One of the best ways to deal with bullying is to develop your ability for starting conversations with your child and really learn to communicate with them on a deeper level.
If you have a good rapour with your child and you chat with them on a daily basis these tips may help and make it easier to deal with more serious issues.
If you have found your child is not speaking to you ...this is a great place to start.
It seems one day they are rambling on and on and you can’t keep up with them… They chat away non-stop. You wish they would stop if only for a minute. Then the next day you notice all the rambling has been replaced with an eery quiet. They have a problem and now you need them to talk to you but they are distant. Being able to start a conversation could be a life saver...literally.
If this is an emergency, your child or someone else could be at serious risk please take appropriate action. Call police, call the school, get child advocacy involved. Whatever action is required to prevent someone from being harmed.
However, if you notice subtle changes in your child and/or you review the warning signs and think there might be a problem or you just want to build your communication and your relationship with your child the following pointers and questions will help.
So, how do you get them to speak to you? How do you get the conversation started?
My suggestion is to start by creating opportunities to talk by setting it up as part of a routine:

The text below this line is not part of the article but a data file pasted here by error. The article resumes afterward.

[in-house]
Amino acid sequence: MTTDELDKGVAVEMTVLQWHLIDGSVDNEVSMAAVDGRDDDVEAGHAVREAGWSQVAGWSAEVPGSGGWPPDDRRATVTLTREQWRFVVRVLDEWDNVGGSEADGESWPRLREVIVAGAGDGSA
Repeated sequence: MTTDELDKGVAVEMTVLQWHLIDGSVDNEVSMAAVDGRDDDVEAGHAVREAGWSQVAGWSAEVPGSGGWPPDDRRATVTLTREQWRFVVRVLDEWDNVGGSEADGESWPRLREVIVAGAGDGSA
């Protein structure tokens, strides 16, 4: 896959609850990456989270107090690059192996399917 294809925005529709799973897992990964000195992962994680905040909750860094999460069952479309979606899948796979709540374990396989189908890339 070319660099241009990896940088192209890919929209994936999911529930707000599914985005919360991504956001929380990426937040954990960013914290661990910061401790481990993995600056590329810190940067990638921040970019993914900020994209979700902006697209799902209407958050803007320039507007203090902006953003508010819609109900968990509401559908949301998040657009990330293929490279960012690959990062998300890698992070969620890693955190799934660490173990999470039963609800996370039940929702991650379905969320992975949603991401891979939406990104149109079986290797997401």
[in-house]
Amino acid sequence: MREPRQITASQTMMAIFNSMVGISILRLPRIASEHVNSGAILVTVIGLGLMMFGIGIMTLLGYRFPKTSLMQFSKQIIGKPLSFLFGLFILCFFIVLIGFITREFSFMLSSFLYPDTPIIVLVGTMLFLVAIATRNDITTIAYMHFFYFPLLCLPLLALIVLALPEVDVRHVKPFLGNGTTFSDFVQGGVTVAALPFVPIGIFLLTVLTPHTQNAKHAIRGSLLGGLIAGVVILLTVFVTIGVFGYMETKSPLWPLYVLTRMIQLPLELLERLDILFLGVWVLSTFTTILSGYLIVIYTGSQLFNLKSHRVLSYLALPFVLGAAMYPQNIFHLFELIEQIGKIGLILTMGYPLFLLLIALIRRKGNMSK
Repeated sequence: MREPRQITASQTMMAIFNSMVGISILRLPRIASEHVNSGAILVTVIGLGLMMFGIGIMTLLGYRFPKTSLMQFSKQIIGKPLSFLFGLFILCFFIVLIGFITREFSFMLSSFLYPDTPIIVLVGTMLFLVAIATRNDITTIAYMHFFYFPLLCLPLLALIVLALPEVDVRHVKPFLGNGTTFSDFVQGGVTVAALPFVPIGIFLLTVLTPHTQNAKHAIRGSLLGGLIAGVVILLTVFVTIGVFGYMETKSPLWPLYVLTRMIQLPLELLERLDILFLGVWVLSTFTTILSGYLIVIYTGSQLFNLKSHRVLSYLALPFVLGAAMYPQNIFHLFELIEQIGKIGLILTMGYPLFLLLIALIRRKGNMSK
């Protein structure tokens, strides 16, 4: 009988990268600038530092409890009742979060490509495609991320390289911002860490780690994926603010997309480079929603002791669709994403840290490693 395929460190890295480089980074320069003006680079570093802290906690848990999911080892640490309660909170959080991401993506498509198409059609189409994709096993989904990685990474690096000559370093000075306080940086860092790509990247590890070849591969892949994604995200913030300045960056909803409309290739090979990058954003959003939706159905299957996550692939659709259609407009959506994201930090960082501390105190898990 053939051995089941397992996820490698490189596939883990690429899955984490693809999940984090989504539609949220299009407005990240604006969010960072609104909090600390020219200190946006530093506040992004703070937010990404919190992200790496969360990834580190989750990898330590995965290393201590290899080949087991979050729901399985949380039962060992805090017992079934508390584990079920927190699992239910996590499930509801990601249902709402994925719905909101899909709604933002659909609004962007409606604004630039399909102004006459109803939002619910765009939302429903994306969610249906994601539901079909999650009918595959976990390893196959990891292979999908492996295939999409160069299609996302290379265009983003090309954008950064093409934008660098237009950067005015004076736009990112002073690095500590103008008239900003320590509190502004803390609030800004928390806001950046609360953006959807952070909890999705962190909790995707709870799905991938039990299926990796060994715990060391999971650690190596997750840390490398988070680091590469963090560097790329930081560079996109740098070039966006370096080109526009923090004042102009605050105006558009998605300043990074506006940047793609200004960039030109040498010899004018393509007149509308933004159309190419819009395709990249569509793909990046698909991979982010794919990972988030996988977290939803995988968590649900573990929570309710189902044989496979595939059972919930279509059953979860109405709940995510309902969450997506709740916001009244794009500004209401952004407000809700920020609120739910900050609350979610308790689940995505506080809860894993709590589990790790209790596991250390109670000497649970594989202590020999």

Life is so busy. It is okay to multi task but you want to make sure if they say something that requires more attention you let them know the two of you will make time later so you can really listen to them.
Also, you want this to be casual…Not an inquisition. If it has been awhile they may take some time to warm up to the idea. Be consistent and patient. In the beginning, you may get the rolling of the eyes…or "Really?" ... but if you stick to it…every day…they will realize you are serious and one day the conversation begins.
Here are a few questions to get you started.
Note how these are open questions and cannot be answered with a yes, no, good, bad response.
You can keep the conversation going by simply encouraging them by saying:
One of the greatest gifts you can give your child is your time. Take the time to ask and really listen and this will set up the rapour you need to be able to tackle some of the more difficult issues like bullying.
Depending on the conversation that is probably enough. Just let them speak while you actively listen.
Some topics will require a little more. You need a way to close the conversation and help your child reflect and understand. Totally not necessary talking about what you had for lunch but with deeper issues like friendship, bullying, or any topic that has feelings involved you will want to take a moment to help your child get closure by simply asking the following questions:
Acknowledge and appreciate the courage it took to speak to you about their feelings. Make sure you tell them how much you appreciate everything they have shared with you. Reassure them you are there for them and would like them to be able to speak to you... about bullying, sex, drugs, no matter the subject.
This leaves the door open for your child to be able to talk to you in the future.
More suggested reading: